Defining Software Architecture

Software architecture is a complex topic. Because of its complexity, our profession has produced a variety of definitions, each more or less useful depending on your point of view. Here is a definition from my first book, Journey of the Software Professional:

A system architecture defines the basic "structure" of the system (e.g., the high-level modules comprising the major functions of the system, the management and distribution of data, the kind and style of its user interface, what platform(s) will it run on, and so forth).

This definition is pretty consistent with many others for example, [Bass], [Larman], and [POSA]. However, it lacks some important elements, such as specific technology choices and the required capabilities of the desired system. A colleague of mine, Myron Ahn, created the following definition of software architecture. It is a bit more expansive and covers a bit more ground than my original (2002, personal communication).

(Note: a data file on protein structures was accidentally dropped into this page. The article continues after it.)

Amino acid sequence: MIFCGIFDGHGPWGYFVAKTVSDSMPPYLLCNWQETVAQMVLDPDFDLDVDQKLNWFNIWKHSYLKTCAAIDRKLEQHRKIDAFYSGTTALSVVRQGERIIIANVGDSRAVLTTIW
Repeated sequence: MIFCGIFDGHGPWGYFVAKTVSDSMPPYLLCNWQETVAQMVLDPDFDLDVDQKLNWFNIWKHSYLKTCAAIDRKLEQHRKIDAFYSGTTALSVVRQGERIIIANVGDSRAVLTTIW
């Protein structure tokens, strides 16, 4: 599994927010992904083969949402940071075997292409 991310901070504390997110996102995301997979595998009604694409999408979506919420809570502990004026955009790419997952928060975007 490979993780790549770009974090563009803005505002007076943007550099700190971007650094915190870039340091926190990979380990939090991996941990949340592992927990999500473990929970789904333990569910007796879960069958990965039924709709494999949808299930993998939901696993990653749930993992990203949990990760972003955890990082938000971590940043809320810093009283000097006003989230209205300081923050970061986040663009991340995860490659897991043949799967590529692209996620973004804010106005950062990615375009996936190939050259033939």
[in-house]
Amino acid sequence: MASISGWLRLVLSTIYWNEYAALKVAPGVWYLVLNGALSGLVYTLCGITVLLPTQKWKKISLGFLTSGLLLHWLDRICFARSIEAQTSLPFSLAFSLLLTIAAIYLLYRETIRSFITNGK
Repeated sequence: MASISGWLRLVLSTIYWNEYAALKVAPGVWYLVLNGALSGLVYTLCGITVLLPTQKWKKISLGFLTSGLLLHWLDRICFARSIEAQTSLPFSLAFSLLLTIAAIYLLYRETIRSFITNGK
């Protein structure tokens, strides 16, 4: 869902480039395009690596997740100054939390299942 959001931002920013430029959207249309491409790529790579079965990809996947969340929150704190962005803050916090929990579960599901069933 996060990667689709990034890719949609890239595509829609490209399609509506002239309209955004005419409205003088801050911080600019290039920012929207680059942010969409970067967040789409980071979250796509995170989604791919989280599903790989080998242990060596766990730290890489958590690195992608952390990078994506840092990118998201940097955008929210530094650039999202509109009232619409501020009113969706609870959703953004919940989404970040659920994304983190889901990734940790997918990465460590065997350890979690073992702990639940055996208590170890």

Software architecture is the sum of the nontrivial modules, processes, and data of the system, their structure and exact relationships to each other, how they can be and are expected to be extended and modified, and on which technologies they depend, from which one can deduce the exact capabilities and flexibilities of the system, and from which one can form a plan for the implementation or modification of the system.

We could extend these definitions from the technical point of view, but this wouldn't provide a lot of value. More than any other aspect of the system, architecture deals with the "big picture." The real key to understanding it is to adopt this big picture point of view.

Beyond Software Architecture[c] Creating and Sustaining Winning Solutions
Beyond Software Architecture[c] Creating and Sustaining Winning Solutions
ISBN: 201775948
Year: 2005
Pages: 202 © 2008-2017.
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